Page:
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Gallium Deposits in the United States

February 23, 2021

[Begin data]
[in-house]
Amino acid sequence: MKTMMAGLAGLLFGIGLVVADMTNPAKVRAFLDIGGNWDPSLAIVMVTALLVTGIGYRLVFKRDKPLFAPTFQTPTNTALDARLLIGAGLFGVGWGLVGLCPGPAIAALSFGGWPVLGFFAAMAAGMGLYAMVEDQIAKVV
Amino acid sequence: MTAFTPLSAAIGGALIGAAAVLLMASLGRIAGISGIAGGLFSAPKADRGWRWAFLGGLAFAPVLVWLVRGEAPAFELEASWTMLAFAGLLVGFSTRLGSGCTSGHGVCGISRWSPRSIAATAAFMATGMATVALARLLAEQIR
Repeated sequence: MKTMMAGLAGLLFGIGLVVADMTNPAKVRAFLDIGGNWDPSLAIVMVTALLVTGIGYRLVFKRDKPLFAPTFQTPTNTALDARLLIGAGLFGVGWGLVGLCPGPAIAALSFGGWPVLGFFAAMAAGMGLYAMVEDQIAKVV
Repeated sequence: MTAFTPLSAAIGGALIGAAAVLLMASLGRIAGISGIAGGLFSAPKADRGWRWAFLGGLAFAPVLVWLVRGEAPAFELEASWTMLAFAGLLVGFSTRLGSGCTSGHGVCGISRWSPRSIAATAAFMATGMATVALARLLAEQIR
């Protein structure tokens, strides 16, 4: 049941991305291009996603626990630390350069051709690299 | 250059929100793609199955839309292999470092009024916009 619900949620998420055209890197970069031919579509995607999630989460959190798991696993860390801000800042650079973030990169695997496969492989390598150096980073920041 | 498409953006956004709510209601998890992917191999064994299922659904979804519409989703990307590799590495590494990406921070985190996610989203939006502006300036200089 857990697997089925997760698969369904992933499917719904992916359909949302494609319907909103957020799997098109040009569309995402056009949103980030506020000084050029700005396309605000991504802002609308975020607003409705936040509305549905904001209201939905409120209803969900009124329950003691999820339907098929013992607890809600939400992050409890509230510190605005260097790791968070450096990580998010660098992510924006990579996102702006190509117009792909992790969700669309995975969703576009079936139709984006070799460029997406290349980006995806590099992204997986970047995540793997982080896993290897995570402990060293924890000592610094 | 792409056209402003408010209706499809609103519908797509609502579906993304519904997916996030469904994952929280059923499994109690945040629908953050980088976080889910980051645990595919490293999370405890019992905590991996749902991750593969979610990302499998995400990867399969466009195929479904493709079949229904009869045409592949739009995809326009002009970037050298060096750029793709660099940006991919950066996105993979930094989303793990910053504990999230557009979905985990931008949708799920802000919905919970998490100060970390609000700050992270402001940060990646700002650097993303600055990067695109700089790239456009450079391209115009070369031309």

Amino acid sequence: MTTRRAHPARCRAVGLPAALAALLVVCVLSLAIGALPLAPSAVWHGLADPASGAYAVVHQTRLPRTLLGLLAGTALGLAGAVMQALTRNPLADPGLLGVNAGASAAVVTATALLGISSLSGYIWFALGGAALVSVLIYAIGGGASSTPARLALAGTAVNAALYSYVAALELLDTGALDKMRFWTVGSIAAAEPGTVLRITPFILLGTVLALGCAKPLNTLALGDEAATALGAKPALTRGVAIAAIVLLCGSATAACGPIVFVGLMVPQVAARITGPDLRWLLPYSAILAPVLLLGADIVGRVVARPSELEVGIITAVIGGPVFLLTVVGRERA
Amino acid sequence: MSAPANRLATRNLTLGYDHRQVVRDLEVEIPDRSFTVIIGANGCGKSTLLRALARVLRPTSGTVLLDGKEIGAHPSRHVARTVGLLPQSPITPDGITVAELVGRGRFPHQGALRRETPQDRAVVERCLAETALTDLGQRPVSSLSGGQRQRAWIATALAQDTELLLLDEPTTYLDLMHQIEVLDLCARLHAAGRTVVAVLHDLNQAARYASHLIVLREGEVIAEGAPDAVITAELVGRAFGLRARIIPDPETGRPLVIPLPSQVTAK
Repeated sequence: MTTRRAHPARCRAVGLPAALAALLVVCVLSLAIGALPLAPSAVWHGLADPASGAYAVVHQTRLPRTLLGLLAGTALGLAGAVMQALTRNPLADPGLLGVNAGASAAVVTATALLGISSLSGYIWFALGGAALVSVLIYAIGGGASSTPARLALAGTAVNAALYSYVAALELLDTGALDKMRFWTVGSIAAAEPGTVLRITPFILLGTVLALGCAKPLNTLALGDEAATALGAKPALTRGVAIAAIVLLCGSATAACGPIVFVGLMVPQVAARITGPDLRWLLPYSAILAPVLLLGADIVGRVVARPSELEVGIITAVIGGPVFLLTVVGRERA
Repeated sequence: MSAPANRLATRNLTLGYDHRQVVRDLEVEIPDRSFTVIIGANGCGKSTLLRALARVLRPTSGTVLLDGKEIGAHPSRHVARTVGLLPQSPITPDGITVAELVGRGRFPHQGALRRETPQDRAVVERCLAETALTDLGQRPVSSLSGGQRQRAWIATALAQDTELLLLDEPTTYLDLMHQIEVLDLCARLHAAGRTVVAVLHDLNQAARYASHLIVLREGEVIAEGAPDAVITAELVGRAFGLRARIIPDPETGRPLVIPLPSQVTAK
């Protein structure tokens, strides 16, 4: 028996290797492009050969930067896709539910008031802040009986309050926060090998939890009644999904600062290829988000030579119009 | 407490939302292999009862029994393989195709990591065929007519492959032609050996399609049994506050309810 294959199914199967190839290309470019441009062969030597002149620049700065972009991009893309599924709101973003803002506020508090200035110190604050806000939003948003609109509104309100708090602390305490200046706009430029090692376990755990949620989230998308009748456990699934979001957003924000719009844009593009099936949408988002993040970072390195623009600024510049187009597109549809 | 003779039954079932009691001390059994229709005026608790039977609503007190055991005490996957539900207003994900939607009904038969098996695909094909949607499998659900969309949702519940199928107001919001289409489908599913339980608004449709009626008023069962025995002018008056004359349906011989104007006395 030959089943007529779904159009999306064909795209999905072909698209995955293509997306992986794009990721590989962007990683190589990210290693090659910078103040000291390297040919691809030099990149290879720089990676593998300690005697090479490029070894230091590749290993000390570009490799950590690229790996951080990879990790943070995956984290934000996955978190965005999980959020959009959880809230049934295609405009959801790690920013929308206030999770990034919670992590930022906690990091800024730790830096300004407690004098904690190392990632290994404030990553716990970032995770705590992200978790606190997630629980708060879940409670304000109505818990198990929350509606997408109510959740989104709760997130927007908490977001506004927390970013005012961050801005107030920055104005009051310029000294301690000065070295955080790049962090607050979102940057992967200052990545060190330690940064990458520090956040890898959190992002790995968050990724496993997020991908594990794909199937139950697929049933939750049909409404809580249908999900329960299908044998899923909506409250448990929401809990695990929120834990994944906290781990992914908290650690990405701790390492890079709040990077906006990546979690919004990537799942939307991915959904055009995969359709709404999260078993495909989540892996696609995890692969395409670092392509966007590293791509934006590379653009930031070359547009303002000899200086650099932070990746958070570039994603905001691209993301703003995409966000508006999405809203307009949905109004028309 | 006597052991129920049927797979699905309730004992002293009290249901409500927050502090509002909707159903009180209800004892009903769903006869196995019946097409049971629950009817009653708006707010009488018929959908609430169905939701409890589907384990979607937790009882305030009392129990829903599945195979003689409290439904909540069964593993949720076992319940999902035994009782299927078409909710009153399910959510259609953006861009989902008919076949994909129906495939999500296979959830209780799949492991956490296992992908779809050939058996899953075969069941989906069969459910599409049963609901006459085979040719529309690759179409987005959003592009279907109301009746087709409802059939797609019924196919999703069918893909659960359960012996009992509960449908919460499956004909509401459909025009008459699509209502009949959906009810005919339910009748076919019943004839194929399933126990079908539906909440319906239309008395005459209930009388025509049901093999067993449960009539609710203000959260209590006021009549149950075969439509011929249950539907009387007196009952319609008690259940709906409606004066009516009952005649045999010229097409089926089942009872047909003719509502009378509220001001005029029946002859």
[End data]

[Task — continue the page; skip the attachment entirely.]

This U.S. Geological Survey (USGS) data release provides the descriptions of the only U.S. sites?including mineral regions, mineral occurrences, and mine features?that have reported production and (or) resources of gallium (Ga). The sites in this data release have contained resource and (or) past production of more than 16 metric tons Ga metal, which was the approximate average annual consumption of Ga in the U.S. from 2016 through 2020. This dataset contains the Round Top deposit in Texas and the Apex deposit in Utah. Gallium occurs in many different minerals and rocks where substitution takes place with elements of similar size, such as zinc, or similar charge, such as aluminum. Therefore, Ga is primarily recovered as a byproduct of processing aluminum or zinc ores (Foley and others, 2017). Some U.S. zinc deposits contain up to 50 parts per million Ga, but Ga is not currently recovered from U.S. mineral deposits. Gallium is necessary for strategic, consumer, and commercial applications. Gallium is used in thin-film photovoltaics, and is important as an application for clean energy technologies. In 2020, the U.S. was 100 percent net import reliant on Ga from countries such as China, United Kingdom, Germany, and others (U.S. Geological Survey, 2021). The entries and descriptions in the database were derived from published papers, reports, data, and internet documents representing a variety of sources, including geologic and exploration studies described in State, Federal, and industry reports. Resources extracted from older sources might not be compliant with current rules and guidelines in minerals industry standards such as National Instrument 43-101 (NI 43-101). The presence of a Ga mineral deposit in this database is not meant to imply that the deposit is currently economic. Rather, these deposits were included to capture the characteristics of the largest Ga deposits in the United States. Inclusion of material in the database is for descriptive purposes only and does not imply endorsement by the U.S. Government. The authors welcome additional published information in order to continually update and refine this dataset. Foley, N.K., Jaskula, B.W., Kimball, B.E., and Schulte, R.F., 2017, Gallium, chap. H of Schulz, K.J., DeYoung, J.H., Jr., Seal, R.R., II, and Bradley, D.C., eds., Critical mineral resources of the United States?Economic and environmental geology and prospects for future supply: U.S. Geological Survey Professional Paper 1802, p. H1?H35, U.S. Geological Survey, 2021, Mineral commodity summaries 2021: U.S. Geological Survey, 200 p.,